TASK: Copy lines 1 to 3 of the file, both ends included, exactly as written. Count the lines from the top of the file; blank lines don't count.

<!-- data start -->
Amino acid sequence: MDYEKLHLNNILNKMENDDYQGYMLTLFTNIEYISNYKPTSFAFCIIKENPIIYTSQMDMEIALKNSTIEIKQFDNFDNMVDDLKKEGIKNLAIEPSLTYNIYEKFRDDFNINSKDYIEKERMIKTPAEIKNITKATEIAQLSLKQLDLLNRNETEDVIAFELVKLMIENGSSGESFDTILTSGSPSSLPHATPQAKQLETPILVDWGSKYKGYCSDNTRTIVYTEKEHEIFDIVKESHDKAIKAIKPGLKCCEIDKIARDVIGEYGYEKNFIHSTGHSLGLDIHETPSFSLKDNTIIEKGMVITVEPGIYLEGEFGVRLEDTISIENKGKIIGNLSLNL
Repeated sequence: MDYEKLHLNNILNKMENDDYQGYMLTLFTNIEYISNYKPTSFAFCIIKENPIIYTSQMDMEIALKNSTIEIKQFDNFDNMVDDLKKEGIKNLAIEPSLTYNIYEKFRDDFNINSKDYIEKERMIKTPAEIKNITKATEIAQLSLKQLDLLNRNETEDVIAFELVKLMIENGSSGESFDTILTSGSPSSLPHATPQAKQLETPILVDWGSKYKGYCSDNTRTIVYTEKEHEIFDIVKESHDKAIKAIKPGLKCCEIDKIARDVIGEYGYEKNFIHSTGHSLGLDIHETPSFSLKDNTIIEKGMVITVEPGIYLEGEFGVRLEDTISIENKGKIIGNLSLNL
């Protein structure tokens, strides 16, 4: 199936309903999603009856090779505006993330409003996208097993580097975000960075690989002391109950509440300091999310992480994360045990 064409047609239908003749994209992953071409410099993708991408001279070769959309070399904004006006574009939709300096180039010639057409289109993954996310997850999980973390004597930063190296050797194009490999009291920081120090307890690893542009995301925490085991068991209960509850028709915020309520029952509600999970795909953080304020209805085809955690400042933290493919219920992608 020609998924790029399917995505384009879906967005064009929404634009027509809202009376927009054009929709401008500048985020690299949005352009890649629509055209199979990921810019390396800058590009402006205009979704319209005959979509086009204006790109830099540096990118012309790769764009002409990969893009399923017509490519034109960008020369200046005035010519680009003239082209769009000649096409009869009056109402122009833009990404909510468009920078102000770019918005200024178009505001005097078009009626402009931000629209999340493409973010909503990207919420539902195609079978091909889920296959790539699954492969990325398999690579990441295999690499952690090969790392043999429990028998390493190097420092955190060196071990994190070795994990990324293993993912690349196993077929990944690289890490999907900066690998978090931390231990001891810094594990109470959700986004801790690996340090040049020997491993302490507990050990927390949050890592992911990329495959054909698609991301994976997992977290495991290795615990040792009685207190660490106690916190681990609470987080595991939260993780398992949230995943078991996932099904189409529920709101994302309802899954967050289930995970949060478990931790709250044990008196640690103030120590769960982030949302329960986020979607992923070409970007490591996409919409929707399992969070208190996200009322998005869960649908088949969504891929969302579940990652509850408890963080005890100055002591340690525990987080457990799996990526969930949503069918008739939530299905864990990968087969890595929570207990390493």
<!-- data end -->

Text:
Amino acid sequence: MDYEKLHLNNILNKMENDDYQGYMLTLFTNIEYISNYKPTSFAFCIIKENPIIYTSQMDMEIALKNSTIEIKQFDNFDNMVDDLKKEGIKNLAIEPSLTYNIYEKFRDDFNINSKDYIEKERMIKTPAEIKNITKATEIAQLSLKQLDLLNRNETEDVIAFELVKLMIENGSSGESFDTILTSGSPSSLPHATPQAKQLETPILVDWGSKYKGYCSDNTRTIVYTEKEHEIFDIVKESHDKAIKAIKPGLKCCEIDKIARDVIGEYGYEKNFIHSTGHSLGLDIHETPSFSLKDNTIIEKGMVITVEPGIYLEGEFGVRLEDTISIENKGKIIGNLSLNL
Repeated sequence: MDYEKLHLNNILNKMENDDYQGYMLTLFTNIEYISNYKPTSFAFCIIKENPIIYTSQMDMEIALKNSTIEIKQFDNFDNMVDDLKKEGIKNLAIEPSLTYNIYEKFRDDFNINSKDYIEKERMIKTPAEIKNITKATEIAQLSLKQLDLLNRNETEDVIAFELVKLMIENGSSGESFDTILTSGSPSSLPHATPQAKQLETPILVDWGSKYKGYCSDNTRTIVYTEKEHEIFDIVKESHDKAIKAIKPGLKCCEIDKIARDVIGEYGYEKNFIHSTGHSLGLDIHETPSFSLKDNTIIEKGMVITVEPGIYLEGEFGVRLEDTISIENKGKIIGNLSLNL
């Protein structure tokens, strides 16, 4: 199936309903999603009856090779505006993330409003996208097993580097975000960075690989002391109950509440300091999310992480994360045990 064409047609239908003749994209992953071409410099993708991408001279070769959309070399904004006006574009939709300096180039010639057409289109993954996310997850999980973390004597930063190296050797194009490999009291920081120090307890690893542009995301925490085991068991209960509850028709915020309520029952509600999970795909953080304020209805085809955690400042933290493919219920992608 020609998924790029399917995505384009879906967005064009929404634009027509809202009376927009054009929709401008500048985020690299949005352009890649629509055209199979990921810019390396800058590009402006205009979704319209005959979509086009204006790109830099540096990118012309790769764009002409990969893009399923017509490519034109960008020369200046005035010519680009003239082209769009000649096409009869009056109402122009833009990404909510468009920078102000770019918005200024178009505001005097078009009626402009931000629209999340493409973010909503990207919420539902195609079978091909889920296959790539699954492969990325398999690579990441295999690499952690090969790392043999429990028998390493190097420092955190060196071990994190070795994990990324293993993912690349196993077929990944690289890490999907900066690998978090931390231990001891810094594990109470959700986004801790690996340090040049020997491993302490507990050990927390949050890592992911990329495959054909698609991301994976997992977290495991290795615990040792009685207190660490106690916190681990609470987080595991939260993780398992949230995943078991996932099904189409529920709101994302309802899954967050289930995970949060478990931790709250044990008196640690103030120590769960982030949302329960986020979607992923070409970007490591996409919409929707399992969070208190996200009322998005869960649908088949969504891929969302579940990652509850408890963080005890100055002591340690525990987080457990799996990526969930949503069918008739939530299905864990990968087969890595929570207990390493």